By sheer coincidence, Boston’s Blue Cross-Blue Shield Building (1960) was profiled recently on the same day in two quite different publications. In the Journal of the Society of Architectural Historians, the thirteen-story office tower was described as a landmark of modern architecture, a decisive renunciation of the glass curtain-walled architecture of the 1950’s. The article, by Timothy Rowan of the University of Massachusetts at Amherst, rested on a mountain of patient archival research. Too patient, alas: just as Rowan’s article appeared, the New York Times revealed that the building is slated to be torn down to make room for an 80-story skyscraper.
The BC-BS Building (as it is known locally) was designed by Paul Rudolph, an early opponent of America’s postwar architectural modernism. Rudolph scorned the spread of the all-glass curtain wall, which might be lovely in a single example—permitting a rich play of reflections—but which becomes maddening when it takes over an entire street, a spectacle of mirrors reflecting other mirrors. The problem of modern architecture, he quipped, was “too many goldfish bowls, too few caves.”
“In the morning at Yad Vashem, photos of the inhuman Warsaw Ghetto; in the afternoon, we go to the ghetto in Ramallah. It’s enough to make you blow your top.” This outburst in Bethlehem by Bishop Gregor Maria Hanke of Eichstätt was only one of several provocative comments made during a much-heralded pilgrimage to Israel and the Palestinian terroritories by all 27 German Catholic bishops last week.
The Bishop of Augsburg, Walter Mixa, accused the Israelis of “racism,” while the most senior member of the delegation, the Cardinal Archbishop of Cologne, Joachim Meisner, compared Israel’s security fence to the Berlin Wall and predicted that it, too, would be torn down. “This is something that is done to animals, not people,” Cardinal Meisner declared.
While in Israel, the bishops were given VIP treatment by Deputy Prime Minister Shimon Peres and other senior officials. At the Yad Vashem memorial, Cardinal Karl Lehmann, the chairman of the Bishops’ Conference, gave a respectful speech. But the tone changed dramatically after the bishops left Israel and entered Palestinian-controlled territory.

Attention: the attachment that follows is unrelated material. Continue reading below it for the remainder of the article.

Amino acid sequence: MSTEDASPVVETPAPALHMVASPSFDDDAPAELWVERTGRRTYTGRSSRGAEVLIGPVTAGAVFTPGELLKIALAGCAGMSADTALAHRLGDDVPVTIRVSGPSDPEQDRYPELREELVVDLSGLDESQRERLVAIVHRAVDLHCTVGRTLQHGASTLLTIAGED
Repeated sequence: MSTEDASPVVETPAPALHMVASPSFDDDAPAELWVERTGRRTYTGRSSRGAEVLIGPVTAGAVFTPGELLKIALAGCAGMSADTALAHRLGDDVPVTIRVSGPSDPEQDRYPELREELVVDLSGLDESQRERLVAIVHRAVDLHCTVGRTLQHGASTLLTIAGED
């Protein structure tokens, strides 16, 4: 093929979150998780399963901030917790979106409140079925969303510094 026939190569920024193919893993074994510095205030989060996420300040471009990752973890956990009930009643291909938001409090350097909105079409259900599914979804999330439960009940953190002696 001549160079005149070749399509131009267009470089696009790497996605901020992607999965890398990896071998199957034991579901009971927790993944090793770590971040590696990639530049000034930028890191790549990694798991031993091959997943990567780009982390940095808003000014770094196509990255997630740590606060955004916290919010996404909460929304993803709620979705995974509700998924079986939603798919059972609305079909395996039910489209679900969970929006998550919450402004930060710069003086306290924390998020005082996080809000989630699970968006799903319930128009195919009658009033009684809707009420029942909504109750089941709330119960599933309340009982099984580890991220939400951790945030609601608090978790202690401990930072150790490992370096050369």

A vaccine for Human Papillomavirus (HPV), approved last year, has now sparked controversy in at least a half dozen states. HPV is by far the most common sexually transmitted virus in the U.S. (a recent study suggests as many as 25 percent of women under the age of 60 are infected). Symptoms are usually not serious but two rare strains of the virus can actually cause cervical cancer—the second most common form of cancer among American women.
That’s why the introduction of an HPV vaccine made waves last year. Approved by the FDA in June, it is the first vaccine that can avert a form of cancer. Public health officials hailed it, and even President Bush talked it up earlier this year.
Anyone who doubts that the Reagan coalition no longer exists ought to look at the latest diatribe by the syndicated columnist Paul Craig Roberts, which ran prominently in my local paper. Roberts, some will recall, was one of the most prominent supply-siders in the late 1970′s and early 1980′s. His credentials as a “Reagan conservative” are impeccable: editor at the Wall Street Journal, assistant secretary in Reagan’s Treasury Department, fellow at the Hoover Institution, congressional staffer who helped write the landmark Kemp-Roth tax-cut bill. But for the last few years, Roberts has been unleashing a series of rants against the Iraq war, the Bush administration, and neoconservatives, all delivered with a heavy dose of conspiracy theory involving Israel, AIPAC, and Norman Podhoretz.
Roberts is certainly entitled to air his fevered views. But the extremism of his ideas—shared, alas, by a number of libertarians—shows the futility of hoping that the old alliance of tax-cutters, social conservatives, and foreign-policy hawks that formed the Reagan coalition will reunite behind a 2008 candidate.
What happens when good or not-so-good reporters do bad things? In most cases, probably nothing. Usually, no one ever finds out. Two recent episodes illuminate a very different scenario.
The first has come to light through an Editor’s Note in the New York Times. It turns out that a Times reporter, Kurt Eichenwald, wrote a $2,000 check to a young man, Justin Berry, who was the main subject of his 2005 article about sexual exploitation on the Internet.
Eichenwald, who is no longer with the Times, had not disclosed this payment to his editors. It emerged into view only in the course of criminal proceedings involving one of Berry’s sexual contacts. “Times policy forbids paying the subjects of articles for information or interviews. A member of Mr. Berry’s family helped repay the $2,000,” says the note.